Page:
In New LinkedIn Pages, Schools See Tool To Reach, Recruit Students

The University of Missouri has created | Photo by Nicole Lunger
The University of Missouri has created a University Page to cater to LinkedIn's newest users, high school students. | Photo courtesy of Creative Commons

As LinkedIn targets a new demographic with a new feature that lets high school students learn more about colleges and universities, people in higher education in Missouri are taking note.

LinkedIn introduced University Pages last month, and the social media site for professionals opened up to high school students on Sept. 12. Now, users as young as 14 can utilize the site to help navigate the college selection process. Students curious about a school can access its page and contact alumni and others involved with the school to obtain information.

The University of Missouri-Columbia was one of the first universities to set up a University Page, according to Ry Colman, coordinator of e-engagement for the Mizzou Alumni Association. Colman said he can’t speak for the university as a whole, but the alumni association sees the benefits.

“We see it as an opportunity for alumni and the alumni association to post things on the page to allow students to see if it’s a university they would want to go to,” Colman said.

MU does not have a specific strategy for its University Page at this point because the expansion was so recent. However, Colman says it will give universities a chance to promote types of jobs for which it can prepare its future students.

“Since LinkedIn is so career-driven, it really brings in that aspect of college,” Colman said. “It’s really important to be on all platforms of social media to really be seen on all sides.”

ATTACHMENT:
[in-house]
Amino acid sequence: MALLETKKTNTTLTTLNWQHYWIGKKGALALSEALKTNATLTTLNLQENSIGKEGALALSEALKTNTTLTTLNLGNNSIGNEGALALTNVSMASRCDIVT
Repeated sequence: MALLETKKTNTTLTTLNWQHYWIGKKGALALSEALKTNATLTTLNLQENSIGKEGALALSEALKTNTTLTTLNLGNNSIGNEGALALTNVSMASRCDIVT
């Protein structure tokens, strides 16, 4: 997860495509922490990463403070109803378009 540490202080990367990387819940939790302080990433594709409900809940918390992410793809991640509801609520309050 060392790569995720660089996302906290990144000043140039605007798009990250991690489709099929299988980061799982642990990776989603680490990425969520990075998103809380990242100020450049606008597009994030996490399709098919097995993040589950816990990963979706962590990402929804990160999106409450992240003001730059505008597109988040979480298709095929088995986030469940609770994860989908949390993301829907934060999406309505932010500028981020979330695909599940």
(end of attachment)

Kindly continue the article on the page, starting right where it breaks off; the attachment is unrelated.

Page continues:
Jason Baudendistel, a Springfield-based LinkedIn consultant and author of a book about LinkedIn marketing, also sees the site’s new offering as a big opportunity for schools.

“Colleges have to find ways to seem like they’re more than just part of the pack,” he said. “They must treat themselves like a company. They’re still a brand trying to get the best students to enroll.”

Like MU, Missouri State University has joined University Pages but has yet to develop a specific strategy for how to use its page. However, Courtney Wendel-Stevenson, a new media specialist at Missouri State, said the school is eager to connect with prospective students.

“We look at it as a great way to reach a broader high school audience,” Wendel-Stevenson said. “It’ll be interesting to see if this new audience uses it, and I think it can be a great resource for them, especially the high achievers.”

Baudendistel also noted the opportunity University Pages can provide for motivated high school students.

“It’s a good thing to give the extra step up to those people who are more driven and ambitious,” he said.

Although schools like MU and Missouri State have been quick to embrace LinkedIn’s new feature, others have yet to utilize University Pages — especially at the high school level. Representatives from a total of six high schools in Columbia, Springfield and St. Louis said they were unfamiliar with University Pages.

The University of Missouri-Kansas City has looked into University Pages, but the school has not done anything about it, according to John Martellaro, the school’s director of media relations.

“We’ll watch it and see where it goes,” Martellaro said. “And if it takes off, I think there is a strong possibility we will use it.”


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